An earnest debut finds trouble in the demi-paradise inhabited by the 1960s’ best and brightest.
Veteran TV (Hill Street Blues) and film scriptwriter Lewis sets his story in 1966 and in the memory of his narrator Louie, one of six recent Yale grads who share a weekend on a Maine island to send off one of their number: golden-boy senator’s son Harry Nolan, who has just joined the army and may soon be en route to Viet Nam. Harry and Sascha, his beautiful recent bride, compose the “force field” in which Louie (who loves them both), affable Tennessean Cord, brittle sardonic Teddy, and blank-slate (Adam) Bloch adoringly exist. Louie’s reconstruction of their weekend (nearly 40 years later, in the approximate present) sets up a pattern of reminiscence, meditation, and analysis (including overabundant political commentary) that isolates a central question: Did Harry decide to serve his country out of noble motives, or as a stepping-stone toward a later political career? The question is thrown into bold relief by the weekend’s events: an unhappy argument between Sascha and Harry, a trip to a rural fair followed by all-night drinking at a roadhouse, an automobile accident, and a serious injury that changes everything forever. The dénouement—where Louie’s ties to the world of his youth and the people he loved are gradually severed—has a wistful tone that wraps things up movingly (if a trifle too neatly) and (perhaps needlessly) reemphasizes the irony of high hopes dashed and a generation’s promise lost before its youth could fully mature.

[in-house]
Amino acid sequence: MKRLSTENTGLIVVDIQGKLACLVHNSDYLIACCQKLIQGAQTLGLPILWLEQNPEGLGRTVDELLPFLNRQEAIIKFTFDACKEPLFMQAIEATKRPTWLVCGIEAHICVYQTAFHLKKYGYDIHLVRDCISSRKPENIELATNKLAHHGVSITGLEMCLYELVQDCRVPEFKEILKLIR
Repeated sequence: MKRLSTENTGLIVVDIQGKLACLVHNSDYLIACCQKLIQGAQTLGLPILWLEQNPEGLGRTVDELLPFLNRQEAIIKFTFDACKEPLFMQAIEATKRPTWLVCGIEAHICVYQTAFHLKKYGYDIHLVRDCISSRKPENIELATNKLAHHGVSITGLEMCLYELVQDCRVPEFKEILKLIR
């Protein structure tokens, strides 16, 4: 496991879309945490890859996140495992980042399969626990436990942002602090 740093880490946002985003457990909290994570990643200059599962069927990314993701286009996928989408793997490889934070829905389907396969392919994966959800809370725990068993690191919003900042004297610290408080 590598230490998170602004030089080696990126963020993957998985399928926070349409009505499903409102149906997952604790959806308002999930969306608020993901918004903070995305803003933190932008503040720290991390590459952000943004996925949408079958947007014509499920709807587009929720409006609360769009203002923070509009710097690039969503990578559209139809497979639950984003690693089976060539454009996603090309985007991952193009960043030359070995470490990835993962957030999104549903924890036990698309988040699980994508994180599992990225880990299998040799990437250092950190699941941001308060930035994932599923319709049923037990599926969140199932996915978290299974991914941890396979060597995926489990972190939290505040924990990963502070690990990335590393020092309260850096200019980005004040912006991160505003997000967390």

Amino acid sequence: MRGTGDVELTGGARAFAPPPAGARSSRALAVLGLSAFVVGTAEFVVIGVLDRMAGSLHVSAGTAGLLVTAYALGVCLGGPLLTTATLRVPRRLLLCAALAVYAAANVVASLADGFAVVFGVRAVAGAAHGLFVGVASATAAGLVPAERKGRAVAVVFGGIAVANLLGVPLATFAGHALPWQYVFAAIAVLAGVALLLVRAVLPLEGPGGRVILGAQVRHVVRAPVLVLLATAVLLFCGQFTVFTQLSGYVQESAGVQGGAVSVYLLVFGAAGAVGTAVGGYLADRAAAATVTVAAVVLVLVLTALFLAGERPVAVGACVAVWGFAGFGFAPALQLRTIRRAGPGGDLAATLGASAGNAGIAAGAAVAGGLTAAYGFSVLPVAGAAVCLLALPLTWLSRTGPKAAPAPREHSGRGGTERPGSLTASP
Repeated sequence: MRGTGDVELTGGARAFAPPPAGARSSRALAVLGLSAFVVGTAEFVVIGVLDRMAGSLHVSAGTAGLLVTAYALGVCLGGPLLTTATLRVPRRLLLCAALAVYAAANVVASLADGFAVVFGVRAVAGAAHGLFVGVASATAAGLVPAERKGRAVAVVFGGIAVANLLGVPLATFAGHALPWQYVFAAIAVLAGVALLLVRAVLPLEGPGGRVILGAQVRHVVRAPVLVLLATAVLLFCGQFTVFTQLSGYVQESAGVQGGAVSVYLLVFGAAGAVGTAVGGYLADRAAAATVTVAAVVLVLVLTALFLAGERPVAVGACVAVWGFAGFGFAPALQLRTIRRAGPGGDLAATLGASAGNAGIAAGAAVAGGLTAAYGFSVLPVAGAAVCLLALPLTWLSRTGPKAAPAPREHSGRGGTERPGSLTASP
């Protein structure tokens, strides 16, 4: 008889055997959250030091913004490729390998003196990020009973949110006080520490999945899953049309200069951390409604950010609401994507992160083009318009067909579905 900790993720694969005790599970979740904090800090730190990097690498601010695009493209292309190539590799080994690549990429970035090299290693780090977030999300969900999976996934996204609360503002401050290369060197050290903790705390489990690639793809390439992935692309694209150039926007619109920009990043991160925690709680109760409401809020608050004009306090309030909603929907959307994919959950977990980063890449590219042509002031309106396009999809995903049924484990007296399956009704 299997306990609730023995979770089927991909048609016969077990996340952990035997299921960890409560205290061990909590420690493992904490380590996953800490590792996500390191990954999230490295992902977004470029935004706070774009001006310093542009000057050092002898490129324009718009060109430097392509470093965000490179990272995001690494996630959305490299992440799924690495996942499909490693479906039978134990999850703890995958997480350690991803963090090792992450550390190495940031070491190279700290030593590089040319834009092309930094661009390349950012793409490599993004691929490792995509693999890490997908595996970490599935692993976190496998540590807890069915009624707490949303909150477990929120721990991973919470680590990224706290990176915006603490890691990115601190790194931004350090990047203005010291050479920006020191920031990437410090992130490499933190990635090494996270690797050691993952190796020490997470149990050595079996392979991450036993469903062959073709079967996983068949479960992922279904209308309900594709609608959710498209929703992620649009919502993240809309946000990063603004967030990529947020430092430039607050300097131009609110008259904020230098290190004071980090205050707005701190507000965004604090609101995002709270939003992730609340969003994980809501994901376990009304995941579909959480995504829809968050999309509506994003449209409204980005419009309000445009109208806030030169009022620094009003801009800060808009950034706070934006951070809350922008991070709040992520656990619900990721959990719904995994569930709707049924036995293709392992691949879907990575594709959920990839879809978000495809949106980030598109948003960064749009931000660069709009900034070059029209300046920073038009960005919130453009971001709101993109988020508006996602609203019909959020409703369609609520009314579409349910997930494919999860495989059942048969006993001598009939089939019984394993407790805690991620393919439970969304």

Meritocracy is not at all without merit. But it feels like a story we’ve heard many times before.